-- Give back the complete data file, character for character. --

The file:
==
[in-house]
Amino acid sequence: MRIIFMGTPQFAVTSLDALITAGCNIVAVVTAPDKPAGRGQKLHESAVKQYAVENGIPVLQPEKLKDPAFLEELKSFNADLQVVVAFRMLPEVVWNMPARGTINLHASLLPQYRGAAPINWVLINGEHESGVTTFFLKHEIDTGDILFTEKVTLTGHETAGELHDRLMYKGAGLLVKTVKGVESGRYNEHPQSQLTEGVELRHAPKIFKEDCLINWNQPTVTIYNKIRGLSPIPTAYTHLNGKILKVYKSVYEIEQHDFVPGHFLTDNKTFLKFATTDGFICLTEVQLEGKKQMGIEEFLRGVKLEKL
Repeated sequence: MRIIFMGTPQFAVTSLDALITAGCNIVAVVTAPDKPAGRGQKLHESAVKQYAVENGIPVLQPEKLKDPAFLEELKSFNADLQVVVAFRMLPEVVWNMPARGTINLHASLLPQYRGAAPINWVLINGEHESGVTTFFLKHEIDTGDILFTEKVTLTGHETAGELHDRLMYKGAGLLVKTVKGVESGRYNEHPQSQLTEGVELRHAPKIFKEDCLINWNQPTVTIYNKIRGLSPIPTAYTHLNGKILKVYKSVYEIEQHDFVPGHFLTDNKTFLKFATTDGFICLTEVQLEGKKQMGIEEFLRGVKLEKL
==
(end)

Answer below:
[in-house]
Amino acid sequence: MRIIFMGTPQFAVTSLDALITAGCNIVAVVTAPDKPAGRGQKLHESAVKQYAVENGIPVLQPEKLKDPAFLEELKSFNADLQVVVAFRMLPEVVWNMPARGTINLHASLLPQYRGAAPINWVLINGEHESGVTTFFLKHEIDTGDILFTEKVTLTGHETAGELHDRLMYKGAGLLVKTVKGVESGRYNEHPQSQLTEGVELRHAPKIFKEDCLINWNQPTVTIYNKIRGLSPIPTAYTHLNGKILKVYKSVYEIEQHDFVPGHFLTDNKTFLKFATTDGFICLTEVQLEGKKQMGIEEFLRGVKLEKL
Repeated sequence: MRIIFMGTPQFAVTSLDALITAGCNIVAVVTAPDKPAGRGQKLHESAVKQYAVENGIPVLQPEKLKDPAFLEELKSFNADLQVVVAFRMLPEVVWNMPARGTINLHASLLPQYRGAAPINWVLINGEHESGVTTFFLKHEIDTGDILFTEKVTLTGHETAGELHDRLMYKGAGLLVKTVKGVESGRYNEHPQSQLTEGVELRHAPKIFKEDCLINWNQPTVTIYNKIRGLSPIPTAYTHLNGKILKVYKSVYEIEQHDFVPGHFLTDNKTFLKFATTDGFICLTEVQLEGKKQMGIEEFLRGVKLEKL